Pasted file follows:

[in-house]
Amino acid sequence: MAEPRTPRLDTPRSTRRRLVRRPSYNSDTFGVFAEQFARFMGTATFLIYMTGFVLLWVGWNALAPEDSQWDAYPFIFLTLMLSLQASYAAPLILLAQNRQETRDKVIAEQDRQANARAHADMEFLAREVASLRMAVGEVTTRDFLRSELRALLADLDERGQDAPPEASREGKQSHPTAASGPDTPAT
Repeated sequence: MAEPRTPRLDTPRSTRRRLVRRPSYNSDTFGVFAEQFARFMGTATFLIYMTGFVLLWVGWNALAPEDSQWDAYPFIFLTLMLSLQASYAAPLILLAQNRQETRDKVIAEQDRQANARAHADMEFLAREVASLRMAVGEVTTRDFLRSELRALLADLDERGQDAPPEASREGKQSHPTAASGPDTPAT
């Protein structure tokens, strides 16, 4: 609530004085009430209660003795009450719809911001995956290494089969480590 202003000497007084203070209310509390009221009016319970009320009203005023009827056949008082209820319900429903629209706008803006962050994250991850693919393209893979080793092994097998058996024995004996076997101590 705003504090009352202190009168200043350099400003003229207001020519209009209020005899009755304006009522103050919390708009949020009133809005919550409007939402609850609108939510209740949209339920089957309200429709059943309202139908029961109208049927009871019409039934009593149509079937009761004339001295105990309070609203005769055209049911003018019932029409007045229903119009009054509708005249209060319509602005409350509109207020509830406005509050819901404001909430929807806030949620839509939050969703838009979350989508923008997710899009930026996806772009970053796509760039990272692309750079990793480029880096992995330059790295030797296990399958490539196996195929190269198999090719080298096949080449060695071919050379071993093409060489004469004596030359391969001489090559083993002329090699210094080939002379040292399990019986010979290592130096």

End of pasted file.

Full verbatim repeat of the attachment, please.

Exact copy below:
[in-house]
Amino acid sequence: MAEPRTPRLDTPRSTRRRLVRRPSYNSDTFGVFAEQFARFMGTATFLIYMTGFVLLWVGWNALAPEDSQWDAYPFIFLTLMLSLQASYAAPLILLAQNRQETRDKVIAEQDRQANARAHADMEFLAREVASLRMAVGEVTTRDFLRSELRALLADLDERGQDAPPEASREGKQSHPTAASGPDTPAT
Repeated sequence: MAEPRTPRLDTPRSTRRRLVRRPSYNSDTFGVFAEQFARFMGTATFLIYMTGFVLLWVGWNALAPEDSQWDAYPFIFLTLMLSLQASYAAPLILLAQNRQETRDKVIAEQDRQANARAHADMEFLAREVASLRMAVGEVTTRDFLRSELRALLADLDERGQDAPPEASREGKQSHPTAASGPDTPAT
């Protein structure tokens, strides 16, 4: 609530004085009430209660003795009450719809911001995956290494089969480590 202003000497007084203070209310509390009221009016319970009320009203005023009827056949008082209820319900429903629209706008803006962050994250991850693919393209893979080793092994097998058996024995004996076997101590 705003504090009352202190009168200043350099400003003229207001020519209009209020005899009755304006009522103050919390708009949020009133809005919550409007939402609850609108939510209740949209339920089957309200429709059943309202139908029961109208049927009871019409039934009593149509079937009761004339001295105990309070609203005769055209049911003018019932029409007045229903119009009054509708005249209060319509602005409350509109207020509830406005509050819901404001909430929807806030949620839509939050969703838009979350989508923008997710899009930026996806772009970053796509760039990272692309750079990793480029880096992995330059790295030797296990399958490539196996195929190269198999090719080298096949080449060695071919050379071993093409060489004469004596030359391969001489090559083993002329090699210094080939002379040292399990019986010979290592130096």